It’s time to talk about housing in Bloomington. There’s a growing disparity between the lack of affordable housing and the needs of people who rent in the city. Directly or indirectly, it affects us all.
Last December, the Bloomington Housing Coalition and Bloomington’s Housing and Redevelopment Authority (HRA) hosted a public forum to explore affordable housing issues in Bloomington. The forum offered a variety of speakers, and an update from Bloomington’s HRA on the city’s efforts to redevelop real estate and retain or create affordable housing within the city. It also featured a panel discussion, and clips from Twin Cities Public Television’s “Sold Out: Affordable Housing At Risk”, a documentary describing the “flipping” of the 700-unit Crossroads apartment complex in Richfield and resulting loss of 700 units of affordable housing for the 2,300 people living there. You can view the documentary here.
VEAP was one of a host of diverse agencies that sponsored the forum, along with Christ the King Lutheran Church, Community of the Cross Lutheran Church, Minnesota Housing Partnership, The League of Women Voters, Jewish Community Action, HOME Line, Oasis for Youth, and Community Action Partnership of Hennepin County.
The forum was well-attended with nearly 80 people, and featured members of the public, government officials and social service agencies. A number of speakers, including VEAP’s Lisa Horn and Molly Link, gave their perspectives on the growing lack of affordable housing, and its impacts to individuals and the community at large—noting, for example, that the most common emergency request to VEAP from families in need is help with housing. Using documented statistics and individual examples, the speakers framed the lack of affordable housing as a community crisis. The tone was one of concern and urgency, with a call for actions that would that would not only halt the decrease of affordable housing, but also boost affordable housing opportunities.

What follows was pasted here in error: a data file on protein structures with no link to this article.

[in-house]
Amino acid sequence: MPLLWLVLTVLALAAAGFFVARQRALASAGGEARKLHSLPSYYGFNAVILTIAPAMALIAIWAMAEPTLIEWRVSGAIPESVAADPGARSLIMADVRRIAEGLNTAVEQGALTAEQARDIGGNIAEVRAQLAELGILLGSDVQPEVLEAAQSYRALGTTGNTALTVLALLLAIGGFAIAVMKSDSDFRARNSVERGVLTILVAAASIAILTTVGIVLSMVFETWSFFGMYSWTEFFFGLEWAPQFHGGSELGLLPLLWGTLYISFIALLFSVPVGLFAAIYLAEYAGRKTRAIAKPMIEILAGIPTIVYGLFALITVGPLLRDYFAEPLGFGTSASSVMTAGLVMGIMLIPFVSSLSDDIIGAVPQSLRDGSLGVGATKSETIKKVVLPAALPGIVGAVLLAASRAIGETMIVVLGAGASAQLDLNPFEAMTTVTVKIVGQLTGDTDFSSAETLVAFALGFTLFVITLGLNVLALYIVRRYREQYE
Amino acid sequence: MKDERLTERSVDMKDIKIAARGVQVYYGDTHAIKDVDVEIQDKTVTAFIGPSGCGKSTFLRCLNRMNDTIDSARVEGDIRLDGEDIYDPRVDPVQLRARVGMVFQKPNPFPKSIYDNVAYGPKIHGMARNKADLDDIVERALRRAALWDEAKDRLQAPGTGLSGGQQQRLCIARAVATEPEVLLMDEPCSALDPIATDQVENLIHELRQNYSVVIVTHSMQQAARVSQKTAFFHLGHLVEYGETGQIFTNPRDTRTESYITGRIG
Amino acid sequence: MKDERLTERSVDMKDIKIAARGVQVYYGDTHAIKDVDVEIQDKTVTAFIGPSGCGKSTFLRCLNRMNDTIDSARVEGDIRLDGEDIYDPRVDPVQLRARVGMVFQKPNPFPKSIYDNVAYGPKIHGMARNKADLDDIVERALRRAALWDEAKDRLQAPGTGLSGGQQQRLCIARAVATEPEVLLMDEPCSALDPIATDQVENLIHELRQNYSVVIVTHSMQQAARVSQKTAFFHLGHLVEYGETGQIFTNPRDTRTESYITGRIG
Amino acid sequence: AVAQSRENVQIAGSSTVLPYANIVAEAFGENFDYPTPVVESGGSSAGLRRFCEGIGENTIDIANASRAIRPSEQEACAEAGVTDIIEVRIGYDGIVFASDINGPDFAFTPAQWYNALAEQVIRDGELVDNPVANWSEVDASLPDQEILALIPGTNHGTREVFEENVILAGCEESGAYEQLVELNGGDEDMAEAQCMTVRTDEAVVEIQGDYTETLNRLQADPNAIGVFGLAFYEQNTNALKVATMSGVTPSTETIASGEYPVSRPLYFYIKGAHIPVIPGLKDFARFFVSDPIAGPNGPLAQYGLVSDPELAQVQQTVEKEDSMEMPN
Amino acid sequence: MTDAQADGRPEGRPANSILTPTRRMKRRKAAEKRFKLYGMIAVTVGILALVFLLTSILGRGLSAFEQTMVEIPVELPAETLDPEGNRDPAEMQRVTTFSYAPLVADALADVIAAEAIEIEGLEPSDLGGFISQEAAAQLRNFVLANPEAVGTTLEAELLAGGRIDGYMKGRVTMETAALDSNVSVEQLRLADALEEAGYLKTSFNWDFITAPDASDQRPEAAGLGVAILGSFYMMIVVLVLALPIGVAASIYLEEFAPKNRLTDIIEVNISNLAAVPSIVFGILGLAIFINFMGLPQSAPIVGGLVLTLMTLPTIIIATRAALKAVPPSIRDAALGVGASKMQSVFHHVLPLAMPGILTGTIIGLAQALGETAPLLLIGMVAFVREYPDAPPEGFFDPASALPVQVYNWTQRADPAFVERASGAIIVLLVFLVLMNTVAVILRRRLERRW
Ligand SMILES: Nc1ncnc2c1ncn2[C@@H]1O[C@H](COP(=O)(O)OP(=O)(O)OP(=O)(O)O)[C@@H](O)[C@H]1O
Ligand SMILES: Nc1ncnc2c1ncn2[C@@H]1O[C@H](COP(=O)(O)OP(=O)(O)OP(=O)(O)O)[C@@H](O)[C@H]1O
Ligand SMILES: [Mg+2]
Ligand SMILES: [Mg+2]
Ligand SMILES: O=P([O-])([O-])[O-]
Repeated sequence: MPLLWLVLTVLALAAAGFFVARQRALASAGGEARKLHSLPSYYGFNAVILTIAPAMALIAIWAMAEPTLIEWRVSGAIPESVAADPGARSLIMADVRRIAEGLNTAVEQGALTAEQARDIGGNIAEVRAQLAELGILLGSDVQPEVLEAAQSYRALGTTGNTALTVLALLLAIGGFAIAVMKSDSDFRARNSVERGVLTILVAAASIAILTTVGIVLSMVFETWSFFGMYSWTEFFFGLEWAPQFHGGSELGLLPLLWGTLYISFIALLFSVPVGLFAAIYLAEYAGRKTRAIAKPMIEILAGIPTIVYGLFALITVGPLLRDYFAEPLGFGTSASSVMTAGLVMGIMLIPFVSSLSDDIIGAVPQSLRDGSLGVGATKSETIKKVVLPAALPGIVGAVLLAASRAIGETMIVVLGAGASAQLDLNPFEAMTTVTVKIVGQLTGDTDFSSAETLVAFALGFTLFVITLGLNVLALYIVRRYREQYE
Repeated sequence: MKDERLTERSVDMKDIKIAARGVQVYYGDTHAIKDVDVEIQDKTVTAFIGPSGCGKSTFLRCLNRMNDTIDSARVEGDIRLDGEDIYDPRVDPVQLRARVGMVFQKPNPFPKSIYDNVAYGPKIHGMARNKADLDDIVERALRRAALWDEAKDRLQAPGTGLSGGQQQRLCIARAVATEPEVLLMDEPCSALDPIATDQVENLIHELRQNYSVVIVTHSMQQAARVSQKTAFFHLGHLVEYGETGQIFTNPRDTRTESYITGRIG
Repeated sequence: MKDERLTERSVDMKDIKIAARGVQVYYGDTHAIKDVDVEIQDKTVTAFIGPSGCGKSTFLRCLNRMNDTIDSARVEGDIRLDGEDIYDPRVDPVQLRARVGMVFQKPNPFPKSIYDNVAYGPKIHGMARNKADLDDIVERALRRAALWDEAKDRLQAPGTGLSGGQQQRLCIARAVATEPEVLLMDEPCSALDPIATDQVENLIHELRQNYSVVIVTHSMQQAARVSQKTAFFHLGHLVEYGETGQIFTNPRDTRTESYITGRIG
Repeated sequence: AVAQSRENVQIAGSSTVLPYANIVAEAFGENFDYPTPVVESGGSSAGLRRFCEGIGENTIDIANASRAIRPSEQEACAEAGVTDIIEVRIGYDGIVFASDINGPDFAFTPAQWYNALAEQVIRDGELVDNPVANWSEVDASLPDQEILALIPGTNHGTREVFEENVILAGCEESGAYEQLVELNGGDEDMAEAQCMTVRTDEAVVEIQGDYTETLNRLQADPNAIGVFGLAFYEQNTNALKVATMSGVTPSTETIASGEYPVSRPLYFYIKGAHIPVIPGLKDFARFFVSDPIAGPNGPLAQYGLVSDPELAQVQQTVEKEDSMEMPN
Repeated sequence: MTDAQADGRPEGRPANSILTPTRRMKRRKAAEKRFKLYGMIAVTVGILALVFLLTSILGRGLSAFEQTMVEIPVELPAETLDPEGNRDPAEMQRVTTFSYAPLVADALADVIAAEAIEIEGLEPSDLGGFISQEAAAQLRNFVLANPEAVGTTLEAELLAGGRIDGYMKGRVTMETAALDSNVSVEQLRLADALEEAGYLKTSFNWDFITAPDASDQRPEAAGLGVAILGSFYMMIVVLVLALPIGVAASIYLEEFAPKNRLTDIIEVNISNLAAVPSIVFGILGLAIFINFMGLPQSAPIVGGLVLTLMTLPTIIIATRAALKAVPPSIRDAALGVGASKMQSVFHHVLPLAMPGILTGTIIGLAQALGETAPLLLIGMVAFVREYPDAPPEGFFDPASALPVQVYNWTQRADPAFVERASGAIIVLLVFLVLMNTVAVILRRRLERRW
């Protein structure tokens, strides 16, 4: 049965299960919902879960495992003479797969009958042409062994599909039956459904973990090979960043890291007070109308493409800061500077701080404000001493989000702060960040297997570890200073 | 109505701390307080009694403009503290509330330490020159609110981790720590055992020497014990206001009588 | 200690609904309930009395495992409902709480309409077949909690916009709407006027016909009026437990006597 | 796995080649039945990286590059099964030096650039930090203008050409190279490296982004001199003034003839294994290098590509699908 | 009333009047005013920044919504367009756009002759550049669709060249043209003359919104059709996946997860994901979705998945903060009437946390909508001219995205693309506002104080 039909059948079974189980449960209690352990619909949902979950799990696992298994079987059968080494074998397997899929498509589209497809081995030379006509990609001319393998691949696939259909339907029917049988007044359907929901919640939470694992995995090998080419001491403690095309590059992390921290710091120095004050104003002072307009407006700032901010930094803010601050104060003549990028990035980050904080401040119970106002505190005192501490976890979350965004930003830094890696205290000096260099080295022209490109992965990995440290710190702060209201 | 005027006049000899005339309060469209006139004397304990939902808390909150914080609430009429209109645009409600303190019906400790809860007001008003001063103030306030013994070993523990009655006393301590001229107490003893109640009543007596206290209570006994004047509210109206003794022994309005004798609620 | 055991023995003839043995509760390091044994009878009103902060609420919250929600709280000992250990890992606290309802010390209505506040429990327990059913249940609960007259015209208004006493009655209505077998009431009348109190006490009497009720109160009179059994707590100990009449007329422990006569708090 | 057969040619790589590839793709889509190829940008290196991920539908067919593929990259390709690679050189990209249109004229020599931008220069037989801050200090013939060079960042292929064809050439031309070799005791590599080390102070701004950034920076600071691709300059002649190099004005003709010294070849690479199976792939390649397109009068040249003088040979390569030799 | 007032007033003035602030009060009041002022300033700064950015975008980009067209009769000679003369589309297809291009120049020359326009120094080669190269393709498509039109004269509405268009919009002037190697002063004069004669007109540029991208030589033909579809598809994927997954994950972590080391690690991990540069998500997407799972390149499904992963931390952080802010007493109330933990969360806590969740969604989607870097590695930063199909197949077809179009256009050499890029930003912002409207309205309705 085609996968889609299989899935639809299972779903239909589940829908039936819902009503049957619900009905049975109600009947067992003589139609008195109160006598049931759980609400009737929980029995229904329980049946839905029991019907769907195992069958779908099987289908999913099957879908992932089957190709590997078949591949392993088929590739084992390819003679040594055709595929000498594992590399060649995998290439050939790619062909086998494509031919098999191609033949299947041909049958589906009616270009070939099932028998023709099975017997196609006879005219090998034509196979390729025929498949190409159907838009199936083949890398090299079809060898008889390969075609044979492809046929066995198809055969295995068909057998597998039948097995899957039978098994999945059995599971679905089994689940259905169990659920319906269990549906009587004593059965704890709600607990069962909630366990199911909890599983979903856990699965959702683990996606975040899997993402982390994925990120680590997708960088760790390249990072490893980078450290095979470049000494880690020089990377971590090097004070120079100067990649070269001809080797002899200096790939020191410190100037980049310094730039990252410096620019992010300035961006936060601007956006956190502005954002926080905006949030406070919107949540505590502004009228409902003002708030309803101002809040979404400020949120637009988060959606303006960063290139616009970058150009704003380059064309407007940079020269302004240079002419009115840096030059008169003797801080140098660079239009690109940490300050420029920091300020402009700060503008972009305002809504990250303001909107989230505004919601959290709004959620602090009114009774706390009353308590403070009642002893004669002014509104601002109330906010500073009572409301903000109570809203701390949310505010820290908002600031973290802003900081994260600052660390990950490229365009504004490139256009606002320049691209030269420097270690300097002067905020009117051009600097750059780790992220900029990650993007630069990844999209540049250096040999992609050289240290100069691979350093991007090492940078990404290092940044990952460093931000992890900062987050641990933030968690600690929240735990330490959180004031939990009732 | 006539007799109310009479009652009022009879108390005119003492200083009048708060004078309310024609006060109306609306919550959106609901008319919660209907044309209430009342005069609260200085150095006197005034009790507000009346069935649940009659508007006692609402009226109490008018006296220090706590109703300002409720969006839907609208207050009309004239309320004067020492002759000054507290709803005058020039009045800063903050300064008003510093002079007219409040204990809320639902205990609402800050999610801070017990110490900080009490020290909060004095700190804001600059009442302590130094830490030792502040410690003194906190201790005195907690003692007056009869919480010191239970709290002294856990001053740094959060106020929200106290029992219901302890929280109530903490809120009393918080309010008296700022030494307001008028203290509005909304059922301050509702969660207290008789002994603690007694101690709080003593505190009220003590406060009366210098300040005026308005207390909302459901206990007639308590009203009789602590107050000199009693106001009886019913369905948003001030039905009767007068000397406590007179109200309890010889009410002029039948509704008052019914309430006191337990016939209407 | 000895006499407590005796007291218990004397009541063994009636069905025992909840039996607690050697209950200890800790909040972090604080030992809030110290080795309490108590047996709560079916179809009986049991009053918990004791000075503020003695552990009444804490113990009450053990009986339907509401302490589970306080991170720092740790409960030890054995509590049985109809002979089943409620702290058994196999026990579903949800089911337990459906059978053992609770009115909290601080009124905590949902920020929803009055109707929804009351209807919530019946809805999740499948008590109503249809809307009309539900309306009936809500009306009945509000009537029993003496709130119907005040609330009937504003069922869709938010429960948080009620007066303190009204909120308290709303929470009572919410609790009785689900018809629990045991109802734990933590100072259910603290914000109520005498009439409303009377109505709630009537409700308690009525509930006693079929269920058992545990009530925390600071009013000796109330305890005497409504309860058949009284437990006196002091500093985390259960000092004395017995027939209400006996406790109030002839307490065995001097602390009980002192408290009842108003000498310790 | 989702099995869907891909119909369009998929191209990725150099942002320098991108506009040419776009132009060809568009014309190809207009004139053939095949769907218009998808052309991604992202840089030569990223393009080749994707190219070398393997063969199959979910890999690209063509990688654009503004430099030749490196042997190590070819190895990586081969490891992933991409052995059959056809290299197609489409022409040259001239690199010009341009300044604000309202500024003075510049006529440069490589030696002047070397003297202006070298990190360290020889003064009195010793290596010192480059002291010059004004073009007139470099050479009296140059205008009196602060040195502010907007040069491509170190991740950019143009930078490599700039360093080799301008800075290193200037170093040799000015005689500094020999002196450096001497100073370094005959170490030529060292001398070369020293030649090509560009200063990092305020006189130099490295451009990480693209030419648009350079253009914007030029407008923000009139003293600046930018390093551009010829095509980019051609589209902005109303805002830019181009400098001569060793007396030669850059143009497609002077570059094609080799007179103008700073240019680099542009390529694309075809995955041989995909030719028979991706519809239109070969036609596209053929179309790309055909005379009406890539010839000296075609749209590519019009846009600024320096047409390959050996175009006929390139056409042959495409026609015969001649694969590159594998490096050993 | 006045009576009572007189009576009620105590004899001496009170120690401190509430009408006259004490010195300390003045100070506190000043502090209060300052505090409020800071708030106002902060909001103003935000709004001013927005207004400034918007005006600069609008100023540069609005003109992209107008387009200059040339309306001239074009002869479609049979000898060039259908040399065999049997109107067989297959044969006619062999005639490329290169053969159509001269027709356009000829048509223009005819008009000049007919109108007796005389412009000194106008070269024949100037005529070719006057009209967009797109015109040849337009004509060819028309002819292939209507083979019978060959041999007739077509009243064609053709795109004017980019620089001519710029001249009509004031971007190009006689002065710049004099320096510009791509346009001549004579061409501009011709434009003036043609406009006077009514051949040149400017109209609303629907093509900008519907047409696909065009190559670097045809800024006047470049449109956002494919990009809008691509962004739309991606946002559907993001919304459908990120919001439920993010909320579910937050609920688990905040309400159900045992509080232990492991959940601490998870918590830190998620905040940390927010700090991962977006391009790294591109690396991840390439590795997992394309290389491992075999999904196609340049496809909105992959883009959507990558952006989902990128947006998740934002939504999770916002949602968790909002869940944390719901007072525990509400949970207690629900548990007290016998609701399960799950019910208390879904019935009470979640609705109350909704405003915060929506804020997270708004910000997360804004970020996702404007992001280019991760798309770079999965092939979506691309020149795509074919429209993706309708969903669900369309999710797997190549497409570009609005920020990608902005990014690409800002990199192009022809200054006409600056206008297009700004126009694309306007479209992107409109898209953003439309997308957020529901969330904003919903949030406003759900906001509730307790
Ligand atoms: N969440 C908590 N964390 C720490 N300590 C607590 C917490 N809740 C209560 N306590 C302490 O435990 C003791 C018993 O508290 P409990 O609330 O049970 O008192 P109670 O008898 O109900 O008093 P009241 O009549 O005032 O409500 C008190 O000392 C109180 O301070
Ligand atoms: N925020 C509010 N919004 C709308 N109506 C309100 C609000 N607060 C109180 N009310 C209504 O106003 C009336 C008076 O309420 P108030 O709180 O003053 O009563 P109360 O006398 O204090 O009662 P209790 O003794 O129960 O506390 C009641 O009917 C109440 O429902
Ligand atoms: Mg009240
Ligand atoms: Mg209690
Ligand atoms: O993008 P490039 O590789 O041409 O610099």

What makes the lack of affordable housing here a crisis? Consider the following:
- The Twin Cities apartment market is one of the tightest in the nation. With median rents going up 3-10% annually, depending on the location. The Twin Cities are in the top one-third of all major U.S. metro areas for growth in the cost of median rent. At the same time, wages stagnate.
- The average one-bedroom apartment in Bloomington now costs more than $1,100 per month. Neighboring cities average rents just above or below that $1,100 figure. A worker making the $9.50 minimum wage would need to spend 67% of their pre-tax income to afford such a rent.
- Bloomington has the highest concentration of hospitality, retail and food service jobs in the metro area. These jobs are typically low-wage, making increasing rent costs a barrier to finding a safe, stable place to live.
- Up to 170 kids in Bloomington schools are homeless. For many more, rent consumes so much of their parents’ income that they can’t always afford groceries, clothing, medicine or transportation. The cost or lack of stable, affordable housing directly impacts a student’s success in school, and can halt their education entirely.
- Local businesses struggle to adequately staff their sites and “Help Wanted” signs proliferate. For businesses, our low unemployment rate makes finding and maintaining a stable, reliable workforce a challenge. The lack of affordable housing amplifies that challenge, because potential employees can’t afford to live here, and may lack transportation options to get here.
- County wide, 144,022 households pay more than 30% of their income towards housing costs, putting them at risk of being unable to afford basic needs like groceries, clothes, prescriptions and transportation. This includes 61% of seniors who rent and 85% of renters who earn less than $20,000 per year.
- The low 2.3% apartment vacancy rate increases demand, providing landlords financial incentive to increase rents, further narrowing the affordable housing market.
So how do we address this crisis? To make any significant changes in housing policy, we need a public push in the form of strong housing coalitions. We need to work together with our government representatives and advocate for affordable housing policy. If you’d like to get involved, sign up here, and VEAP will connect you with your local housing coalition.